North Korea Launches Cruise Missiles From Submarine

North Korea said on Monday that it had fired two strategic cruise missiles from a submarine, its first such missile test, as South Korea and the United States were about to begin a major joint military exercise.

The missiles were launched at dawn on Sunday and flew for more than two hours, covering a distance of 932 miles, according to the North’s state-run Korean Central News Agency. The report said they were fired from the 8.24 Yongung, the only submarine capable of launching missiles that North Korea is known to possess. South Korea’s military confirmed that the test had taken place.

The North Korean report indicated that the missiles were capable of carrying nuclear warheads, calling the launch part of a test of the North’s “nuclear deterrent.” North Korea has said that it is developing nuclear-capable missiles of various ranges and types, but some outside analysts are skeptical that it has warheads light enough to be mounted on cruise or small ballistic missiles.

The launch, North Korea’s sixth missile test this year, marked the first time the North had tested cruise missiles from a submarine. The country last launched a short-range ballistic missile from a submarine on May 7 off its east coast.

The North announced the launch as South Korea and the United States were beginning an 11-day joint military exercise on Monday. Code-named Freedom Shield, the drill, one of the biggest the two allies have planned for this year, will involve large numbers of troops, including a simulated storming of a beach.

Seoul and Washington have expanded their joint military exercises this year, citing a growing threat from the North, which launched a record number of missiles last year. North Korea has long characterized the allies’ drills as rehearsals for an invasion.

The North appears to have stepped up its weapons tests as Freedom Shield drew closer. On Thursday, North Korea launched six short-range ballistic missiles off its west coast, testing what the country called its ability to strike military airfields in the South. North Korea’s leader, Kim Jong-un, watched the test with his daughter, according to North Korean state media.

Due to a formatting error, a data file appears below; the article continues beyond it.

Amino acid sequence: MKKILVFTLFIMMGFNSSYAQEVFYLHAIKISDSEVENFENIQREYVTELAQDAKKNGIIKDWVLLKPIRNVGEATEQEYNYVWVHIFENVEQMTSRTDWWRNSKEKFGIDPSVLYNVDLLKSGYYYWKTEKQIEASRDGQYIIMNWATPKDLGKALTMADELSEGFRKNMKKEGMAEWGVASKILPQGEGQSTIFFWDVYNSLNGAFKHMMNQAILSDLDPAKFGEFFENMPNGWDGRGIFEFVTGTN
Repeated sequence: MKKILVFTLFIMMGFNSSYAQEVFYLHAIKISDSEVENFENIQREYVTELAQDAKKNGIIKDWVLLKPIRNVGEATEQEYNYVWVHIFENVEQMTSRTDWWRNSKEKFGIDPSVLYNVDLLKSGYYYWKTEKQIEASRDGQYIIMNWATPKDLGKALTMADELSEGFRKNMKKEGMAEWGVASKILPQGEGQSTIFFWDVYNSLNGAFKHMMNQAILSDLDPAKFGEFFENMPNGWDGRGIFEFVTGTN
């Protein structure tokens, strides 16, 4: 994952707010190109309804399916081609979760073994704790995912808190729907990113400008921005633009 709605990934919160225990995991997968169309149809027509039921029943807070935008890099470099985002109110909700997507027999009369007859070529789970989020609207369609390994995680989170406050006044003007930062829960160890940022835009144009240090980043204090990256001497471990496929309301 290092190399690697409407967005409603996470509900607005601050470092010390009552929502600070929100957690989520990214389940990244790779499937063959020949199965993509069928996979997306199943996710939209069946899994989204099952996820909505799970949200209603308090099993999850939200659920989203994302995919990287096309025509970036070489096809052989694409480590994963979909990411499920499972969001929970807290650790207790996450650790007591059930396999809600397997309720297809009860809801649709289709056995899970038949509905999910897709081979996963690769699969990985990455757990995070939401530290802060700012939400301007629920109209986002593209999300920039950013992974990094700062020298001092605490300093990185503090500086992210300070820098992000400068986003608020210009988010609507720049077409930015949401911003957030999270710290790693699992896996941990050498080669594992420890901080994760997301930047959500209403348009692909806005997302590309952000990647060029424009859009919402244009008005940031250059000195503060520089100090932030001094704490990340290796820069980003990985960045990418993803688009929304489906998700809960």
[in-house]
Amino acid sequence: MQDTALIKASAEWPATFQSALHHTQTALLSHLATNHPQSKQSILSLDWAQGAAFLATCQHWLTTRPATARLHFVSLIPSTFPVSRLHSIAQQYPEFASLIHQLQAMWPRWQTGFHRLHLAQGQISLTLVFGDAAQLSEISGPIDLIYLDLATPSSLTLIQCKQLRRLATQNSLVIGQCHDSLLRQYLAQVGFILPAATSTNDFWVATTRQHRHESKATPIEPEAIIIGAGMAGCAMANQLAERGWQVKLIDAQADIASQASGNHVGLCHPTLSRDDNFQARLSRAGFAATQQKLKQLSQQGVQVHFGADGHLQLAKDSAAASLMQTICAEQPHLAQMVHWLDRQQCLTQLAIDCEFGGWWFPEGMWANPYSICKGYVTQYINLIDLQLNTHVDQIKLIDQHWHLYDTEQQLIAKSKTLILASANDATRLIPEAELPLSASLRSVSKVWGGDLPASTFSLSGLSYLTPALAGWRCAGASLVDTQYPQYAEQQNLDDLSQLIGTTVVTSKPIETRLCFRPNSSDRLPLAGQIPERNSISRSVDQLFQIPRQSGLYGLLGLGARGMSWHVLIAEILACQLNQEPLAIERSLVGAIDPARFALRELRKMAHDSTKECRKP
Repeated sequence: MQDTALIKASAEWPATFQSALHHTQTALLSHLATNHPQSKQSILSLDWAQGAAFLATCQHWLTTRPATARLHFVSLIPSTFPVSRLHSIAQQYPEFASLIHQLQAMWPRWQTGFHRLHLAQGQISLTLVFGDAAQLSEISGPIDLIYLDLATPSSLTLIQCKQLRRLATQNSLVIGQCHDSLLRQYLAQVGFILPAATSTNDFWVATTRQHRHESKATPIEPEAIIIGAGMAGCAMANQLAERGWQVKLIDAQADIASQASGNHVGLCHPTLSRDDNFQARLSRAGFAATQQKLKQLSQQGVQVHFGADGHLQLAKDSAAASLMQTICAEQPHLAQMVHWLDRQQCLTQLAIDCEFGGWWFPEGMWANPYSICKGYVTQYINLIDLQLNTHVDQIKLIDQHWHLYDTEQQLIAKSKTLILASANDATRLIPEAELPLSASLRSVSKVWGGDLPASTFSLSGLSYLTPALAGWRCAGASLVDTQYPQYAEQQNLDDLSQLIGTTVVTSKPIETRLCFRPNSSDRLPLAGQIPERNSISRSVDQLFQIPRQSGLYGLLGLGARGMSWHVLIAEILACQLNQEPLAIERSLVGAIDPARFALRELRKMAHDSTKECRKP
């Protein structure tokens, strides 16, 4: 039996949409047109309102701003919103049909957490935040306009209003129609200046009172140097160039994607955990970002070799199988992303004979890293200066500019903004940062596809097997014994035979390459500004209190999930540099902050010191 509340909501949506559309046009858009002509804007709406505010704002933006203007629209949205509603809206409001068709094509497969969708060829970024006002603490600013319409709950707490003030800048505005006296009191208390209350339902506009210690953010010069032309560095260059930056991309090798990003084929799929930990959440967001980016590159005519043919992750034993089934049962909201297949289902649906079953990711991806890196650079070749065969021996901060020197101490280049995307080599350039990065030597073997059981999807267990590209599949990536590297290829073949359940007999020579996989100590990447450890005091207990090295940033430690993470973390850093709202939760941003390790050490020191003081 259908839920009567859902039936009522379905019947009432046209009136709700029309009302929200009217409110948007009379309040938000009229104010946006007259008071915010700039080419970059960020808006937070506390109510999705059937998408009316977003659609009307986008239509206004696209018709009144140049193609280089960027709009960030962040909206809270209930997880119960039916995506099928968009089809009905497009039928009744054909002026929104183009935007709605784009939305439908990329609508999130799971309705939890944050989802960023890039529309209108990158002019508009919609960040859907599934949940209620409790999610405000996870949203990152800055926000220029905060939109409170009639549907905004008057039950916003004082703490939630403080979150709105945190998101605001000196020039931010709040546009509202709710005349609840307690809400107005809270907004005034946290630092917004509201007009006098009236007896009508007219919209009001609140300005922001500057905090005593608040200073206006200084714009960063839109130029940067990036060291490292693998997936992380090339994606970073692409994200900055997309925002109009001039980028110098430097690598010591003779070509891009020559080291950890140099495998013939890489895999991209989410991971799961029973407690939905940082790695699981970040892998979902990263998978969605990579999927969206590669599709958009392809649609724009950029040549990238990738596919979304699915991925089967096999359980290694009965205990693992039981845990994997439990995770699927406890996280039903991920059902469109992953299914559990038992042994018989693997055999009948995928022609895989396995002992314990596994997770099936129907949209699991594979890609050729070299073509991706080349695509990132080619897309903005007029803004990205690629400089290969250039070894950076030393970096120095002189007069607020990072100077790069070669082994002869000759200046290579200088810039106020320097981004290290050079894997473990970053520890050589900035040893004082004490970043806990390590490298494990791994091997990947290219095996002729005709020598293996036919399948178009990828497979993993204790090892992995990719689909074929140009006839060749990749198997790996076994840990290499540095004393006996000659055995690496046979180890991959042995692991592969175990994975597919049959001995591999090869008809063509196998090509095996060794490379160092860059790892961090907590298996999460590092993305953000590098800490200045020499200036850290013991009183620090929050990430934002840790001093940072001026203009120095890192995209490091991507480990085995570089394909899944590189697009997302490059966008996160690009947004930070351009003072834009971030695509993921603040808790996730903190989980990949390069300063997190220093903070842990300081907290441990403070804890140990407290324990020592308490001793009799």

At a meeting of the North’s Central Military Commission over the weekend, Mr. Kim said “the war provocations of the U.S. and South Korea are reaching the red line” and called for “important practical steps,” according to state media.

In its report Monday on the submarine missile test, North Korea said it was responding to the allies’ drills by testing “different” ways of launching nuclear warheads. Submarine-launched nuclear missiles are among an array of new weapons that Mr. Kim has ordered his government to develop.

The North’s submarine-launched missile program, by potentially extending the range of the country’s nuclear arsenal, is believed to pose a particularly acute threat to the United States and its allies. The deployment of submarine-launched missiles is also harder to detect in advance.

North Korea has been launching ballistic missiles since 2016 from the 8.24 Yongung. That submarine has a single launch tube, but the North has been developing a new missile-capable submarine with greater capabilities, according to the South Korean military.

Source of data and images: nytimes

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